Conservatives falsely attacked Clinton's remarks on tsunami relief effort
Research ››› ››› ANDREW SEIFTER
Numerous conservative pundits attacked former President Bill Clinton for his December 28 remarks to the BBC Radio 4 program Today about the December 26 earthquake and tsunami that killed more than 150,000 people in South Asia. For example, on the January 3 edition of FOX News' Hannity & Colmes, right-wing pundit Ann Coulter leapt on Clinton's statement that "I think it's really important that somebody take the lead" in coordinating relief efforts to claim that he was "attacking" President Bush and "milking" the tsunami in order to remind people of "what a big heart he has." And on December 29, nationally syndicated right-wing radio host Neal Boortz described Clinton's remarks as "phony compassion" from a "famous publicity whore."
But Clinton did not attack Bush in his comments to the BBC (see transcript below). Moreover, Clinton's comments on the tsunami disaster relief operation were only a portion of the interview, which dealt also with the broader topics of world poverty and international aid. The interviewer explained that, while "guest editor [musician and activist] Bono wanted to hear from [Clinton] about aid and economic reform," "when we did speak, we had to talk about the tsunami and its aftermath as well."
On the day the BBC broadcast the Clinton interview, the Bush administration took a veiled shot at the former president. As The Washington Post reported on December 29, after the administration increased U.S. relief efforts to $35 million from the initial commitment of $15 million, a White House official explained Bush's delayed involvement in publicly handling the tsunami relief effort: "The president wanted to be fully briefed on our efforts. He didn't want to make a symbolic statement about 'We feel your pain.'"
Numerous conservative media figures followed with attacks on Clinton. On December 29, Boortz responded to the BBC interview by telling Clinton to "shut up and go away." On the December 29 edition of CNN's Crossfire, co-host Robert D. Novak said: "Unlike Bill Clinton, George W. Bush doesn't jump in front of the TV cameras every time there is a disaster large or small to tell the victims he feels their pain." In a December 29 column titled "Clinton Talks Tsunami; Bush Administration Provides Aid: Guess Who is Criticized?" conservative columnist and radio talk show host Steve Yuhas attacked the media and Clinton as "the man that Europe loved and that America impeached." Also December 29, the right-wing website NewsMax.com reported that Clinton "st[ole] the media limelight" from Bush. On December 30, the conservative magazine The American Spectator labeled Clinton a "Bush humiliator" and quoted an anonymous former Clinton staffer as saying the interview was "classic Clinton." On the January 3 Rush Limbaugh Show, nationally syndicated radio host Limbaugh accused Clinton of "try[ing] to undermine Bush." That evening on Hannity & Colmes, Coulter accused Clinton of "complain[ing] that Bush was too slow to respond" to the disaster.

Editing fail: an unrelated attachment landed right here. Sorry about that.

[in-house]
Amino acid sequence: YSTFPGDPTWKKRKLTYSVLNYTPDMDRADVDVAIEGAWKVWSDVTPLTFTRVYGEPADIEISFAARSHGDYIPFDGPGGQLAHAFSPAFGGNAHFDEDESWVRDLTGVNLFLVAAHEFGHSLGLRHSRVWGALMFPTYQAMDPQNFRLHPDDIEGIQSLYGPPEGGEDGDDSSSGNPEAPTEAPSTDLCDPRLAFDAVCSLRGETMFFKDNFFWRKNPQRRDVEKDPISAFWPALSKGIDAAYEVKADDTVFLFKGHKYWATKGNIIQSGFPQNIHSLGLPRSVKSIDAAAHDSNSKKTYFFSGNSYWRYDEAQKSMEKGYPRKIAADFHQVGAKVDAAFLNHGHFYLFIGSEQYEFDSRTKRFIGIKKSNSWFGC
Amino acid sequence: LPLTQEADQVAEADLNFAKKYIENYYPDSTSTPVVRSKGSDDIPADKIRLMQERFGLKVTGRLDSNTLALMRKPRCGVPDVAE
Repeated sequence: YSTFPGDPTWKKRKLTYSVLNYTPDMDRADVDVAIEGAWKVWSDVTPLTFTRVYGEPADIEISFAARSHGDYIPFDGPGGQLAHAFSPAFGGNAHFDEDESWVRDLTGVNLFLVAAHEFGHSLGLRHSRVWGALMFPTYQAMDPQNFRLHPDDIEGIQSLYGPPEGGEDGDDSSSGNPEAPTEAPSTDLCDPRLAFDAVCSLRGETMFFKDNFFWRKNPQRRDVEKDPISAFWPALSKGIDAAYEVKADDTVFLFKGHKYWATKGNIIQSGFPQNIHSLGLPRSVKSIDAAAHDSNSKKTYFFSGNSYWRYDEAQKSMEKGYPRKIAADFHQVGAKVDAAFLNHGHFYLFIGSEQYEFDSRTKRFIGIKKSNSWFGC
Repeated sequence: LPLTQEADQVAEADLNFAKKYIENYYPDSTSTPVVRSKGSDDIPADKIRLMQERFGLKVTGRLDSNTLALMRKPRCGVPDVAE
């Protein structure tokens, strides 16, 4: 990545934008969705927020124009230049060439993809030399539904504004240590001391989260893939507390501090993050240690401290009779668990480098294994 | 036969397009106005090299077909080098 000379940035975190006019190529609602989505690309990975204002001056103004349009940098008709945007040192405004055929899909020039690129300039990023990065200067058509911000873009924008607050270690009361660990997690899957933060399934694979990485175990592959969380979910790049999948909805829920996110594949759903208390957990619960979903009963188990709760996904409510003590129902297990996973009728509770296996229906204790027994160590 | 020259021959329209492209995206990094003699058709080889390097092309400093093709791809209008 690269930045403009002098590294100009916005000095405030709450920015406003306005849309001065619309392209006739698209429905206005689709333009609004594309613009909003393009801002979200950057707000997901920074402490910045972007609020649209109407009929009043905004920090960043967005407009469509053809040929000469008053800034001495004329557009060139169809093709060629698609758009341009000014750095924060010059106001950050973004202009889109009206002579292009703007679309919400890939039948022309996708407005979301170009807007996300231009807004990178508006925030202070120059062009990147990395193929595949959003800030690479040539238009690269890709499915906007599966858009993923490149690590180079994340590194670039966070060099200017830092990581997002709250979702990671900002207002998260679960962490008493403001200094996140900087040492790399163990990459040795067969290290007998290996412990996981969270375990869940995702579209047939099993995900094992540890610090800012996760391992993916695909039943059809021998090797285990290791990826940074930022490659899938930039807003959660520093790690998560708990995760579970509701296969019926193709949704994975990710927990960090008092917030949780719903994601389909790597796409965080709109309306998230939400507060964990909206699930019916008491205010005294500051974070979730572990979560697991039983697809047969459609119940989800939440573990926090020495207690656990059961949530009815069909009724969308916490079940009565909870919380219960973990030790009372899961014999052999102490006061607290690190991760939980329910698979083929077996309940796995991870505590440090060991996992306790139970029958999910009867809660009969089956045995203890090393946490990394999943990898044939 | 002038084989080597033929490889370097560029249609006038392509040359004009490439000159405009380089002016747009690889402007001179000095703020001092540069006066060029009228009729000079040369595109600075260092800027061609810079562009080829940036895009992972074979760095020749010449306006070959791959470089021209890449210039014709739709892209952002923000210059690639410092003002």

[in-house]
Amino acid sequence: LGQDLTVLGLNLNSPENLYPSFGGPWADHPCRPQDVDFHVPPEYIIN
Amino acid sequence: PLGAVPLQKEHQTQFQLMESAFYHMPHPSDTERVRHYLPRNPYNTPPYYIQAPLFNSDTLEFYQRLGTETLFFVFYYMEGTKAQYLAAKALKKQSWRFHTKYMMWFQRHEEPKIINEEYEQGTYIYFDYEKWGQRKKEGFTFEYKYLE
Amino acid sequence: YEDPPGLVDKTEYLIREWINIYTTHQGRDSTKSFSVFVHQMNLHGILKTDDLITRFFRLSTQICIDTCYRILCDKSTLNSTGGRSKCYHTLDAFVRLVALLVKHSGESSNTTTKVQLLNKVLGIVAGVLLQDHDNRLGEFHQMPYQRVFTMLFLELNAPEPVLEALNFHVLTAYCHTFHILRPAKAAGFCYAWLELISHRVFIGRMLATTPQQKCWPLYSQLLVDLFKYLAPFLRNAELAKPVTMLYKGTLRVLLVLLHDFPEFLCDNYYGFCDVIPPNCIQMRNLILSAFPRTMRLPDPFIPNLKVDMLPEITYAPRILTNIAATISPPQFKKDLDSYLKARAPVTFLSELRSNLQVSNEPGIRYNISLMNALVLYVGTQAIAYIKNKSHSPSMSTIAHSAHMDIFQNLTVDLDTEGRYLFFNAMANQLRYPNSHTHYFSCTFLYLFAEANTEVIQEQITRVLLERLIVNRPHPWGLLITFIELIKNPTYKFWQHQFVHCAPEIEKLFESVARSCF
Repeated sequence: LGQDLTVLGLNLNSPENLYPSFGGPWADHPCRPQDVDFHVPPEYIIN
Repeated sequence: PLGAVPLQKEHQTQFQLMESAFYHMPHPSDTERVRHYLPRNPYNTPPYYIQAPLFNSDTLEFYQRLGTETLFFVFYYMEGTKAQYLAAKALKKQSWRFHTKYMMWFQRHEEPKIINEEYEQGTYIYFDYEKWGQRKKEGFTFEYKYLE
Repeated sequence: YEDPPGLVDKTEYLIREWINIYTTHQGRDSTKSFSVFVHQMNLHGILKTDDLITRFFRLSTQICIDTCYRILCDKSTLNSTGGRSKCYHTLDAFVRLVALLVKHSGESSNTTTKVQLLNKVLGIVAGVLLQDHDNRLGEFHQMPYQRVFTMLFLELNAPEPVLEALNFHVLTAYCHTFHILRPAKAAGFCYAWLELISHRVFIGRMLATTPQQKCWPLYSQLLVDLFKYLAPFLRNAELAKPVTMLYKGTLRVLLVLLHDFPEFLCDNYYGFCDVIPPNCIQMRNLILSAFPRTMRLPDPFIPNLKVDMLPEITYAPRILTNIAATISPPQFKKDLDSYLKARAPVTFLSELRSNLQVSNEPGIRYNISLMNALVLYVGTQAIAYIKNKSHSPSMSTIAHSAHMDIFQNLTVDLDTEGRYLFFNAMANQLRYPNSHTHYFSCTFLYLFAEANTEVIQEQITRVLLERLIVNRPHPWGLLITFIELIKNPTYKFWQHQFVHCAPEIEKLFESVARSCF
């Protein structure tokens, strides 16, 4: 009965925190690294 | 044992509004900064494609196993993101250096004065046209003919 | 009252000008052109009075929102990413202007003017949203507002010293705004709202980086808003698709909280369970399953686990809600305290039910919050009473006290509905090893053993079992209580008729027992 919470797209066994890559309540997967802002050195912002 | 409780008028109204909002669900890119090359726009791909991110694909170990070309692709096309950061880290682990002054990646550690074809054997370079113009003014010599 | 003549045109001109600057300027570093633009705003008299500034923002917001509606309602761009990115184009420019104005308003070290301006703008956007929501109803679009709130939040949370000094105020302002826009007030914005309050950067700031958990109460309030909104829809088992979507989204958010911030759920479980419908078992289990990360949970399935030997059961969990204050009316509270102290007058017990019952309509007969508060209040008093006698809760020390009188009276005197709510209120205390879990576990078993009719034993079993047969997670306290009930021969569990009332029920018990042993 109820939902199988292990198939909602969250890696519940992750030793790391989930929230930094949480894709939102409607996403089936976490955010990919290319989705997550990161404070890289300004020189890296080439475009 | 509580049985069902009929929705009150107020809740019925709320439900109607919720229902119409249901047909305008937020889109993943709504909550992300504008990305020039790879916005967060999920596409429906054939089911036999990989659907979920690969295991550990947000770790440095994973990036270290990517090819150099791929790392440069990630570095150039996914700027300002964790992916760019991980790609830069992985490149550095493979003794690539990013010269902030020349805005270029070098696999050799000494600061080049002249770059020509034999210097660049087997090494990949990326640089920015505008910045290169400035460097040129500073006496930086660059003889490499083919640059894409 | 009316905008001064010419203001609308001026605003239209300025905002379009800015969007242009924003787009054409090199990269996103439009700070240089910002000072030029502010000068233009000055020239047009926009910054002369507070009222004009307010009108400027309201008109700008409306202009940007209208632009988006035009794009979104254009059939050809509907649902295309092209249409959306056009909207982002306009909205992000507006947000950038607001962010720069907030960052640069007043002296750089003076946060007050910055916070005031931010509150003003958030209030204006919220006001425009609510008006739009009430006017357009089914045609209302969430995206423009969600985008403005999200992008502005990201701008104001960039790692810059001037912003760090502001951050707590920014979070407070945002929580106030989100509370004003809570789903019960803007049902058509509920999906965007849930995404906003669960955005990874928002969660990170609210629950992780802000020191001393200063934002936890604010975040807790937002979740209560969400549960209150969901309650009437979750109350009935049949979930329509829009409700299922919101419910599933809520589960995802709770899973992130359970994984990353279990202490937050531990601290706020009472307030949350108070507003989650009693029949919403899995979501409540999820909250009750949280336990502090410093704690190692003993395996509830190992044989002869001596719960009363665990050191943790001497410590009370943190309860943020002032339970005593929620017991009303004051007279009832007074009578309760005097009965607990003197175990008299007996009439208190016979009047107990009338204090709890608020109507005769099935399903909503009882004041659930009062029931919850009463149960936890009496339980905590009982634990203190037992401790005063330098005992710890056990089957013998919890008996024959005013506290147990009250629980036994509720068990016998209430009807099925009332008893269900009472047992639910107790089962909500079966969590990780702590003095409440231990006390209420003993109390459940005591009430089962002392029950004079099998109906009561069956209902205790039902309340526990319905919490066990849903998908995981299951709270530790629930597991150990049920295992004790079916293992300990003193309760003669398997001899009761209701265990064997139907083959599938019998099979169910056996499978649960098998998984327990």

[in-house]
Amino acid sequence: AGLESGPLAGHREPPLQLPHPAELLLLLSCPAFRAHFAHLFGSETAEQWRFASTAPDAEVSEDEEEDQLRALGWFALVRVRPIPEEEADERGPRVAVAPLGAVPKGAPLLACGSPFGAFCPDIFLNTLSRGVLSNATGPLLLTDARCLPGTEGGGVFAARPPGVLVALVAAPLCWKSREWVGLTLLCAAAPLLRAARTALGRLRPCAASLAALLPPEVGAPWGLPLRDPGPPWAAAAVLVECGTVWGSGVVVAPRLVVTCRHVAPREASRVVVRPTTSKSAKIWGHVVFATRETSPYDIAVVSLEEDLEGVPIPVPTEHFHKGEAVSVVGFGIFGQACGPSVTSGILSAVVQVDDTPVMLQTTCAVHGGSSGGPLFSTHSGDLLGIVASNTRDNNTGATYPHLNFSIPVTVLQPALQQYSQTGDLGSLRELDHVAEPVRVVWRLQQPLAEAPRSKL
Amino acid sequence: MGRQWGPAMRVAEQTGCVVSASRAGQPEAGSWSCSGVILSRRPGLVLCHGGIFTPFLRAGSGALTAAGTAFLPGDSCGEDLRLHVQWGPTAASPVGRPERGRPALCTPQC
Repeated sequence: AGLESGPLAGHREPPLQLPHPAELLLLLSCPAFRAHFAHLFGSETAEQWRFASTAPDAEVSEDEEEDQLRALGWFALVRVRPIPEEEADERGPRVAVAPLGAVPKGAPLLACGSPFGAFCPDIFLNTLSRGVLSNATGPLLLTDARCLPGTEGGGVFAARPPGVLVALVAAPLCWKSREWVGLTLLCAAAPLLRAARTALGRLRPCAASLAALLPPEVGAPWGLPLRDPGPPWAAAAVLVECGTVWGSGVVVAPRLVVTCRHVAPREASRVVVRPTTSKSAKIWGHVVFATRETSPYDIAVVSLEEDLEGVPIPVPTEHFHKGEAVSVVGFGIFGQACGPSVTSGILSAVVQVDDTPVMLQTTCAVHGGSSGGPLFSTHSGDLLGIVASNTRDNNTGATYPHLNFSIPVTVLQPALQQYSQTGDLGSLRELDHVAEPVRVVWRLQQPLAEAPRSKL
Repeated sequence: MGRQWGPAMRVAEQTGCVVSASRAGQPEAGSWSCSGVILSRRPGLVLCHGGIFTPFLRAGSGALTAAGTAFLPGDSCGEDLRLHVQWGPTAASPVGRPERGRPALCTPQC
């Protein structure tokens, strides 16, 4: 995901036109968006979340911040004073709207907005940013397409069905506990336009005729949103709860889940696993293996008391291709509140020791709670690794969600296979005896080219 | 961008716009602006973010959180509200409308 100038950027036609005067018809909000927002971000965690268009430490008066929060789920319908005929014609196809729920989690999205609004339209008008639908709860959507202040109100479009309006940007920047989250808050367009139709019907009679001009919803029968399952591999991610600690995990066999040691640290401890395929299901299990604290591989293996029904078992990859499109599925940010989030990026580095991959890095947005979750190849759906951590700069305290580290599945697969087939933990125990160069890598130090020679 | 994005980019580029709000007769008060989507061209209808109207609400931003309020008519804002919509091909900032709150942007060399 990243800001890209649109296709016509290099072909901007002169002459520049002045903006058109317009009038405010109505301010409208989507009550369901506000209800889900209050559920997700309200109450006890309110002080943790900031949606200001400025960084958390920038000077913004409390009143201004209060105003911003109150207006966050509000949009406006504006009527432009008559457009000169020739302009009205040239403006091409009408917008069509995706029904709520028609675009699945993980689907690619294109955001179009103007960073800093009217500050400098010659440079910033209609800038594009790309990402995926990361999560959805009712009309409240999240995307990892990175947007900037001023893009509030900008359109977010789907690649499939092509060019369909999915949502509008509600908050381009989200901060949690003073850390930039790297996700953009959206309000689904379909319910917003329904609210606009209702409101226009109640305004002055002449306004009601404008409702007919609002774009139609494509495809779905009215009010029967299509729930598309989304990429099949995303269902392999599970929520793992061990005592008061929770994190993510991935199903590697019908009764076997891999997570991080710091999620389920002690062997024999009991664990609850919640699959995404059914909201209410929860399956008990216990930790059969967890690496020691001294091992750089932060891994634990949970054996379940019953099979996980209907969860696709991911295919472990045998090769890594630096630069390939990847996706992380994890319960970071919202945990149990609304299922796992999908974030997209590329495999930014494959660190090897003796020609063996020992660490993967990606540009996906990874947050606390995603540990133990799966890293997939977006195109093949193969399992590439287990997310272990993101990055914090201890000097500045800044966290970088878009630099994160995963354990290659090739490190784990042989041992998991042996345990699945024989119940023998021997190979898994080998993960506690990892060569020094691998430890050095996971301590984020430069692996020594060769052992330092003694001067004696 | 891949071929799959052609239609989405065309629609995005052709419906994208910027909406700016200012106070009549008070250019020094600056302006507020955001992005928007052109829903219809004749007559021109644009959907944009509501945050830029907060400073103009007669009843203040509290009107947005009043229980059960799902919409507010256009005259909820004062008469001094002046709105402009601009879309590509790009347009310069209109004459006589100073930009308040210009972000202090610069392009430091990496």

Here is the portion of Clinton's BBC interview relating to the tsunami:
JIM NAUGHTIE (presenter): I spoke last night, on this subject [the tsunami] and on broader questions, to Bill Clinton, the former American president. Our guest editor [musician and activist] Bono wanted to hear from him about aid and economic reform as part of the poverty theme that he wanted to highlight on today's program. You'll be able to hear more of the interview at half past 8. But of course when we did speak, we had to talk about the tsunami and its aftermath as well. And here was Bill Clinton's reaction to the disaster:
CLINTON: Unbelievable. I saw the map today on how it worked. It was like one of these horror movies that we've been seeing. You know, it's also a great opportunity. I remember after the Turkish disaster [1999 earthquake], I actually went into the refugee camps in Turkey and sat in the tents and talked to the people. And as awful as it was, and it was really awful for those particularly who'd lost their loved ones, there was a sense of shared humanity and possibility. Not only because the United States and Europe and others had tried to help them in the aftermath, but because the Turks and the Greeks had helped each other. And so there was this sense that somehow, this horrible natural disaster had reminded us all that we have more in common than we do dividing us. And then, what happens is, the emotional pull of the cause weakens as time passes.
So, I think on this Asia issue, there will be an enormous outpouring. People will give money. They will send food and clothes, and they'll do whatever they're supposed to do. And then life will begin to creep back to normal. I think it's really important that somebody take the lead in this. The E.U., the Japanese, the United States. And analyze what the real damages are, country by country, and what their capacities are to deal with them and then allocate responsibilities. I think one of the problems is when everyone takes responsibility it's almost like no one's responsibility. And one of the things I was thinking about, looking at that map today and seeing the damage going all the way to Somalia from the tsunami, and trying to imagine what it was like with that ocean going 500 miles an hour, is that maybe what we should do is to try to get specific countries or groups of countries to take responsibility for particular countries that were hurt. And I think if you did that you'd have a better chance of seeing the responsibilities fulfilled over a period of time, even when the emotional tug waned.